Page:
Islamic Terrorism in India

Most Muslims are not terrorists, but most terrorists are Muslims

More Indian Muslim men divorce via SMS, email

Posted by jagoindia on February 15, 2009


“From 15 divorces that we looked at in 2008, eight were pronounced via SMS, email and over the phone,’ said Ms Husssain. “Five divorce declarations were given face to face but amongst these also, only in one case a witness present when the declaration was made,” she said.

More Muslim men divorce via SMS, email
Friday, 13 February 2009

By Rashme Sehgal, New Delhi

Feb. 12: Despite the All-India Muslim Women Personal Law Board’s (AIMWPLB) diktat barring men from declaring talaq (divorce) by SMS, email or over the phone, the medium seems to have become the most popular modus operandi by which Muslim men are divorcing women.

A study on “Marriage and divorce amongst Muslim women in India”, undertaken by Ms Sahiba Hussain, reader, Centre for Dalit and Minorities, Jamia Milia Islamia, highlights that more and more men are giving talaq via SMS and email.

Where women do not have access to mobile phones or computers, men use landline phones to pronounce the divorce declaration.

“From 15 divorces that we looked at in 2008, eight were pronounced via SMS, email and over the phone,’ said Ms Husssain. “Five divorce declarations were given face to face but amongst these also, only in one case a witness present when the declaration was made,” she said.

Most of the SMS’ and emails had husbands complaining along predictable lines. They did not find the wife “beautiful enough”, “compatible enough” or of having brought “adequate dowry”.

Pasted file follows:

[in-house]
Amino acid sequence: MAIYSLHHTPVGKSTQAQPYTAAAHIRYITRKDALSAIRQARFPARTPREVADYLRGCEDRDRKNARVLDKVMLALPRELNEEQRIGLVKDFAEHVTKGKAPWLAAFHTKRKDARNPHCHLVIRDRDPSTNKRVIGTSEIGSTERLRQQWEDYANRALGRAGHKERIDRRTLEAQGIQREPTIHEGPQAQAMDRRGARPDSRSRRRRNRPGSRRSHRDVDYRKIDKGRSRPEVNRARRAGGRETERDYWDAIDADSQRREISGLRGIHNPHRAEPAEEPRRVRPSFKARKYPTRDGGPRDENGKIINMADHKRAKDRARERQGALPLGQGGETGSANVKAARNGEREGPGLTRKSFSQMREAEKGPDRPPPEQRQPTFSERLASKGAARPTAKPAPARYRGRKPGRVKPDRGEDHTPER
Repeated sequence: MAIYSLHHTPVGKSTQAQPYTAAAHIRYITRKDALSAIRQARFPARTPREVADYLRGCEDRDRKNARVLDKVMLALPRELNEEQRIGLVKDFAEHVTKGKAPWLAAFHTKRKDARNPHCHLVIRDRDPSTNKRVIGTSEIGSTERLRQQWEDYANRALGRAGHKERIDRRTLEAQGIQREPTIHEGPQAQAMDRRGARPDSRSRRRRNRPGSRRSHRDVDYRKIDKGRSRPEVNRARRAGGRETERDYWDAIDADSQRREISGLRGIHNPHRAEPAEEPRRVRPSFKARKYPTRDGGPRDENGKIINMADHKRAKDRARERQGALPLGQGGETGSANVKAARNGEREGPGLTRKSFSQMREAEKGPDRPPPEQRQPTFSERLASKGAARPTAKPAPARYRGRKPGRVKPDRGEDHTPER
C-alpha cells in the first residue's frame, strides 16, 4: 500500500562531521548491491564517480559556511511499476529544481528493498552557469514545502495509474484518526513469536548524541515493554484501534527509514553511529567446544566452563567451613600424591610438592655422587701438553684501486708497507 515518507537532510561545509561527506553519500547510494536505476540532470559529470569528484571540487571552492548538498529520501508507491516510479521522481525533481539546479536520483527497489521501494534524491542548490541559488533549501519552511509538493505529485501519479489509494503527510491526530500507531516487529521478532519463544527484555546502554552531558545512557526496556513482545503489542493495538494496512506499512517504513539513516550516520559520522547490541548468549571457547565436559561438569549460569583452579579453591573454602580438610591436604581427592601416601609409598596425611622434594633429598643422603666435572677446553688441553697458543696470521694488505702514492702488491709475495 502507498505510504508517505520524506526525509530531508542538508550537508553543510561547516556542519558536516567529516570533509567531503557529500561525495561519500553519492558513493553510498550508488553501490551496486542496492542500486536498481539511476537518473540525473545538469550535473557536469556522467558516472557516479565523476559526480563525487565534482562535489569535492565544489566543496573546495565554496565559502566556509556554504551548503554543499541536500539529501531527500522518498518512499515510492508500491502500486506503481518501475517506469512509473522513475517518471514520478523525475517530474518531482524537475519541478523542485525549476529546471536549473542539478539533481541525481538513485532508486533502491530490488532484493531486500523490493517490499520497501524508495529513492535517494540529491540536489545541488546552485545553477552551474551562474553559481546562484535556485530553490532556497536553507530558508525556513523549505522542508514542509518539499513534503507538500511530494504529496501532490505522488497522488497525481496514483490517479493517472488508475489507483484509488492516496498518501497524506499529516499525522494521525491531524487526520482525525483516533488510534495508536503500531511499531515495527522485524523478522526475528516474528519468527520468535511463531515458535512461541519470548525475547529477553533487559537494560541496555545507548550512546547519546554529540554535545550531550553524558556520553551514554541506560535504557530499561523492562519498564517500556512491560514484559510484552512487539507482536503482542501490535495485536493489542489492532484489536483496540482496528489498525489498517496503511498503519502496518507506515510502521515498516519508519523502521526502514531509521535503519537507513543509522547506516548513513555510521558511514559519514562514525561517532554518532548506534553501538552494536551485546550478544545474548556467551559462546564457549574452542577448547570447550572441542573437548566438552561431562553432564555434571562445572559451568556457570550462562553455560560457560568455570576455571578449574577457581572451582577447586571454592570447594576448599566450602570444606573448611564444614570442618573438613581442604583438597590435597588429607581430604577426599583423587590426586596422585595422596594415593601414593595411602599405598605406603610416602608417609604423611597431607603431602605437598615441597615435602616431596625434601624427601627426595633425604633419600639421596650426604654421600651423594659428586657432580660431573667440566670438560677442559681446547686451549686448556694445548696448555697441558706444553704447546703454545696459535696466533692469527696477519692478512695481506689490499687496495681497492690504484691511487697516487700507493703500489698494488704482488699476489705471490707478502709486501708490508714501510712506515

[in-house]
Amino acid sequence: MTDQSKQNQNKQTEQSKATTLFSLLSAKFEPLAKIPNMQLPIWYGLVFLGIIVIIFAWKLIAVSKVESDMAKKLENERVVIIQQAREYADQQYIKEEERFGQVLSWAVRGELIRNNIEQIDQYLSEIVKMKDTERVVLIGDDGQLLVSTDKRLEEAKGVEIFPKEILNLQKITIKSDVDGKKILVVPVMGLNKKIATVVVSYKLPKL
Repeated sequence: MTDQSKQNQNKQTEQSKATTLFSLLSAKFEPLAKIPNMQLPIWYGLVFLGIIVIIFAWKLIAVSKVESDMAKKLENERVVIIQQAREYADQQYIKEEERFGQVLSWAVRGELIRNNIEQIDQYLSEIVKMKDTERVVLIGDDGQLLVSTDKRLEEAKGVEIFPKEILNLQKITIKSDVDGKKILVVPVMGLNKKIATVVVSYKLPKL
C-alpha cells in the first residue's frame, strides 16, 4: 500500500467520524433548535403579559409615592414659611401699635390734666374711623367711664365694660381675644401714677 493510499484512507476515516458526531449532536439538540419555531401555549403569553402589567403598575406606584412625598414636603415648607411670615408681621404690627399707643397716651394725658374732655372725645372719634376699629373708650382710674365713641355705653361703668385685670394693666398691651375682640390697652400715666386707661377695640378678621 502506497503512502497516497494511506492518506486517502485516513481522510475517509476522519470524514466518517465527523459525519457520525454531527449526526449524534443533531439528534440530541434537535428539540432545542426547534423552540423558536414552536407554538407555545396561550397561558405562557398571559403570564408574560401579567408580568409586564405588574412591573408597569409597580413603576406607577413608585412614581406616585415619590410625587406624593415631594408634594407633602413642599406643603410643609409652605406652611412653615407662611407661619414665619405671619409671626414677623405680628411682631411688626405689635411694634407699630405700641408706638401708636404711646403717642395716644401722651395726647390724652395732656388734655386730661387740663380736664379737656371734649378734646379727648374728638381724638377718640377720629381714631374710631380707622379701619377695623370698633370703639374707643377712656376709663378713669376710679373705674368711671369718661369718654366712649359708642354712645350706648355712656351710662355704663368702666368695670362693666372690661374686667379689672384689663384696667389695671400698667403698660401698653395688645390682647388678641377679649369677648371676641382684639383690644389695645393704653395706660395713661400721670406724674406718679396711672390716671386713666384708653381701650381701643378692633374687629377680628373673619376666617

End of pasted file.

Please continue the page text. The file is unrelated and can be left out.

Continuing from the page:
Dowry demands are on the rise and the minimum cash being given by the wife’s family to the bridegroom is Rs 5,000. Even those families which earn are as little as Rs 10 per day are expected to fork out a dowry.

“One woman was so confused after receiving the SMS that she sought clarification from the qazi who, on reading the pronouncement, said that it did amount to a talaq. The husband was working abroad when he sent it,” Ms Hussain said.

Over 30 women have been interviewed so far from Delhi and several other cities in Bihar including Darbanga, Madhubani, Munghyar and Gaya in Bihar. The idea was to include feedback from women living in both urban and rural India. Only one women received a registered notice. In 90 per cent of the cases it was found that women had to wait, sometimes as long as 27 years, just to recover her meher, with husbands giving assurance that the “meher would be given to the woman at an appropriate time”.

For those women who had sought “khulla” to opt out of the relationship, invariably informed by the bridegroom’s family that they cannot demand meher, maintenance and cannot approach a civil court to get their marriage annulled under Section 498A IPC.

With qazis not being in a position to ensure bridegrooms pay the maintenance, a majority of Muslim women seek maintenance through civil courts, the study concludes. Women divorcees belong to the lowest rung of the social bracket of the Muslim society.

The report cites the example of one such divorced woman who faces much social stigma that “till today, her younger two sisters have remained unmarried”, said Ms Hussain. Only one divorced woman with a six-month old child was able to remarry and that too to a widower. It is for this reason that the majority of Muslim women treat the model nikahnama (divorce declaration) issued by the AIWMPLB, stressing a wife’s legitimate rights as granted by the Sharia, with scepticism. Shaista Amber, chief of the AIWMPLB who helped frame the new nikahnama strictly in accordance with the tenets of Islam, said, “It clearly prohibits any kind of harassment or oppression of a married woman by her husband or any member of his family.”

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